Parvovirus—the name of this disease strikes fear in the heart of dog owners, especially puppy owners. 

Parvovirus is a serious, sometimes fatal, condition that routinely infects puppies who have not completed their vaccination series, although older dogs can also be affected. By knowing how this disease is transmitted and its effects on your dog, you can better protect your furry pal from this highly infectious illness. 

What is parvovirus in dogs?

Canine parvovirus is a highly contagious disease that attacks the gastrointestinal (GI) tract, and is a relatively common cause of acute GI illness in young or unvaccinated dogs. The disease is believed to have originated from the feline panleukopenia virus, a similar illness in cats. In addition to being highly infectious, the virus is incredibly hardy, and can survive at room temperature inside homes for up to two months, and in the soil outdoors for years. 

Is it easy for my dog to contract parvovirus?

If your dog is fully vaccinated and boostered appropriately and regularly for parvovirus, their chance of contracting parvo is almost zero. However, unvaccinated dogs can easily contract a parvo infection. The virus particles are shed in infected dogs’ feces four to five days after exposure, often before signs develop, throughout the illness period, and for about 10 days after clinical recovery. Dogs can be infected by direct oral or nasal contact with the virus-containing feces. Indirect transmission can also occur when a dog comes in contact with a contaminated fomite, such as bedding, food bowls, or clothing.  

What should I watch for if I think my dog has parvovirus?

Once dogs are infected, parvovirus signs generally develop in five to seven days, although signs can appear as early as two days post-infection, or as late as 14 days. The first signs may be vague and non-specific, such as lethargy, anorexia, and fever, but the infection can progress quickly to vomiting and bloody diarrhea in 24 to 48 hours. 

Although puppies routinely chew things that make them vomit, you should seek veterinary treatment at the first sign of illness in your furry pal. Early treatment offers the best prognosis for a pet with parvo.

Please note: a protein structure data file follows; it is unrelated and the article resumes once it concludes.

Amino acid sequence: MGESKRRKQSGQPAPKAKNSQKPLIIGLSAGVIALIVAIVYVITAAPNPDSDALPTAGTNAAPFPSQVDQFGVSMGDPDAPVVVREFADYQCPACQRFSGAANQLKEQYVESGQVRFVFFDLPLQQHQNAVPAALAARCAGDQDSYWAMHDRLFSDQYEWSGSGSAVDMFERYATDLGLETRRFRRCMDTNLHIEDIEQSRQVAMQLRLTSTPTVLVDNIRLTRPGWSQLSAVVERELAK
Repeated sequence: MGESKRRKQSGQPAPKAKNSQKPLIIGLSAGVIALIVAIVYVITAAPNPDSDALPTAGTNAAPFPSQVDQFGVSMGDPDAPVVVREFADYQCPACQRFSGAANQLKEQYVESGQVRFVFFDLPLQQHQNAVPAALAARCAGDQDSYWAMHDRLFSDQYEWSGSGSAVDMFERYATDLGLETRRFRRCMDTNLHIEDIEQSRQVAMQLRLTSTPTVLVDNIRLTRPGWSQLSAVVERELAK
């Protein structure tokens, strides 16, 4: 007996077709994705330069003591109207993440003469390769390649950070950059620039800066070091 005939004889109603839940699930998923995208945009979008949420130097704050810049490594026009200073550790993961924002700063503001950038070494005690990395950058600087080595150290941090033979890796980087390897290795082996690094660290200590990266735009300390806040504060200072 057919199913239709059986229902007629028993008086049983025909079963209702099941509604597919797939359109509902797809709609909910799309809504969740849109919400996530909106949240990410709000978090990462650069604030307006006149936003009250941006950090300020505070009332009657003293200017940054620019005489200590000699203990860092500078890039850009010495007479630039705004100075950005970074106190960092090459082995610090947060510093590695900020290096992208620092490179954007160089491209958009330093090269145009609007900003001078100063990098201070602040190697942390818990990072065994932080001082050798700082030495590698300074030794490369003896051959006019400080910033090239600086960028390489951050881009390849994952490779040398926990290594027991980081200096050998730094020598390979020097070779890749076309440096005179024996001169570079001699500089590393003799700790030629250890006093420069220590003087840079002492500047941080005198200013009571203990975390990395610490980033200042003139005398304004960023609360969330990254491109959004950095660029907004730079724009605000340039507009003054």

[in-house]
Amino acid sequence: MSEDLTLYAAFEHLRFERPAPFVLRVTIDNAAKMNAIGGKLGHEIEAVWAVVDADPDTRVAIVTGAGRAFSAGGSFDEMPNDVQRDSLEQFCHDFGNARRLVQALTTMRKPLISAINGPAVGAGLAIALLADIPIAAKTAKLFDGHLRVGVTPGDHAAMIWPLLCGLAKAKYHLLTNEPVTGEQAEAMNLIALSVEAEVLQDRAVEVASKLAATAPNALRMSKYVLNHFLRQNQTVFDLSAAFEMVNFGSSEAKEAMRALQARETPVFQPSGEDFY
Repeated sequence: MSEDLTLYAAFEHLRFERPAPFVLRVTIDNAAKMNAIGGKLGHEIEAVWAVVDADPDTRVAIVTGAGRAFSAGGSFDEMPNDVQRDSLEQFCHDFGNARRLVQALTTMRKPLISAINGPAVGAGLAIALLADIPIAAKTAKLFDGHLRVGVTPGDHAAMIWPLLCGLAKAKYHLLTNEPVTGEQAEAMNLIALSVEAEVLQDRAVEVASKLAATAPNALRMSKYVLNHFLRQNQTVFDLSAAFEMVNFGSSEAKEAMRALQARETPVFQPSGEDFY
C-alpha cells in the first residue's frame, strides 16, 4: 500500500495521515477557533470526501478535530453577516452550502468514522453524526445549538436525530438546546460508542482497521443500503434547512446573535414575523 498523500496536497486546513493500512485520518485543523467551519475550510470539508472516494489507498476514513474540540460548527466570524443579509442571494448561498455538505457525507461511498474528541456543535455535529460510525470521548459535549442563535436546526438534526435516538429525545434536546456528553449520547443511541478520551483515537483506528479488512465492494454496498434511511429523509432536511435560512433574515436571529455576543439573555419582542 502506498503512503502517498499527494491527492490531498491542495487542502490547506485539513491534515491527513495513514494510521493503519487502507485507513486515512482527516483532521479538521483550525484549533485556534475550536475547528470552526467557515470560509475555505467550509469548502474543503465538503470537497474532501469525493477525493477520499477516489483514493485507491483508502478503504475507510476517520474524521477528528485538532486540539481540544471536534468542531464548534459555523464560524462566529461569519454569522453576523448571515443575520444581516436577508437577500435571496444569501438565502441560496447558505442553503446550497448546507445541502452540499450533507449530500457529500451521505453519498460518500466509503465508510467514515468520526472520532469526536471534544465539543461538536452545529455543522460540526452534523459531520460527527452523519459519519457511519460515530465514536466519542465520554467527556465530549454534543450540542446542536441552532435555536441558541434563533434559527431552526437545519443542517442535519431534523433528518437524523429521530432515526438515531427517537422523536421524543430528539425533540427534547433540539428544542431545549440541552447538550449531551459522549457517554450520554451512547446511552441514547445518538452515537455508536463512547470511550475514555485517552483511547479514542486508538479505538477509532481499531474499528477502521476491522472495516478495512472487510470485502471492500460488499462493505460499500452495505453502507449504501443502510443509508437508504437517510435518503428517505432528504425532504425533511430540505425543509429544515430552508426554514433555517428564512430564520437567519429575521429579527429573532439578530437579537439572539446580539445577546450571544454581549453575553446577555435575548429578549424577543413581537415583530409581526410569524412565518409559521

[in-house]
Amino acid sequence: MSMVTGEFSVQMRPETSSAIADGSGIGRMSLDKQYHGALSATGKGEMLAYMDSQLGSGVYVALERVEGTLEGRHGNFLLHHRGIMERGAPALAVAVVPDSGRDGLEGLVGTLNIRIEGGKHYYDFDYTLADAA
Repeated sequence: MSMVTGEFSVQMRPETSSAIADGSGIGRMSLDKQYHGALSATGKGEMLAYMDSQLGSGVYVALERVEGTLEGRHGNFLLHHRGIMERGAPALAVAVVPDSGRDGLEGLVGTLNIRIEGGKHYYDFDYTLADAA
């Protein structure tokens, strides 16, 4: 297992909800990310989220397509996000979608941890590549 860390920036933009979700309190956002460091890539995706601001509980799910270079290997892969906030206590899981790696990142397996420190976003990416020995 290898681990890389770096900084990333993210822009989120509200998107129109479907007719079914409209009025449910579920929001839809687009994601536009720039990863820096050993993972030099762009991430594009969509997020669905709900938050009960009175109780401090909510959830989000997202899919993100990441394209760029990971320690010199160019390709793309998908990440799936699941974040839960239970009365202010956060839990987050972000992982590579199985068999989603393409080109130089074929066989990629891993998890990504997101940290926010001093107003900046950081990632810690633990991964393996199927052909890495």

How can I best protect my dog from parvovirus?

Dog owners can protect their canine companions from this potentially fatal illness by following these steps:

  • Vaccinate on schedule — Nothing protects your dog more from contracting parvo than an appropriate vaccination series. Puppies should receive their first vaccine at 7–8 weeks old, and receive boosters every three weeks until 16–17 weeks, while adult dogs should be boostered annually or once every three years.  If you forget to schedule your pet’s vaccination appointment and they fall behind, they may need to be boostered three to four weeks after their initial vaccine, so be on the lookout for vaccine reminders from Westerville Veterinary Clinic.
  • Practice good hygiene — The parvo pathogen is easily transmitted through direct and indirect contact, so practicing good hygiene is essential to remove traces of infective feces that can infect your pet. After interacting with other dogs, wash your hands thoroughly before coming home to your own dog, and clean your shoes if necessary. 
  • Avoid areas with unvaccinated dogs — While pet stores seem great places to socialize your new puppy, they have no vaccination requirements to enter, which means unvaccinated dogs can easily transmit parvo to your pet. Wait to let your puppy roam the aisles of your local pet store until they’ve had their entire vaccination series, and keep them off the ground until they’re about 4 months of age. Dog parks are particularly dangerous, since there is the potential for infected dogs to easily pass the virus to other visitors.
  • Pick up after your pet — Picking up after your pet won’t necessarily protect your puppy from parvo, but it’s the right thing to do, and will serve as a good example to other dog owners. By leaving waste on the ground, intestinal parasites and infectious diseases can linger in the environment for months or years, waiting to infect an unsuspecting dog. 

Your Westerville Veterinary Clinic team is here to keep your furry pal healthy and happy, and there’s no better way than through regular preventive care, such as vaccinations. If your pup is due for a parvovirus vaccination, or any other wellness care, contact our team for an appointment.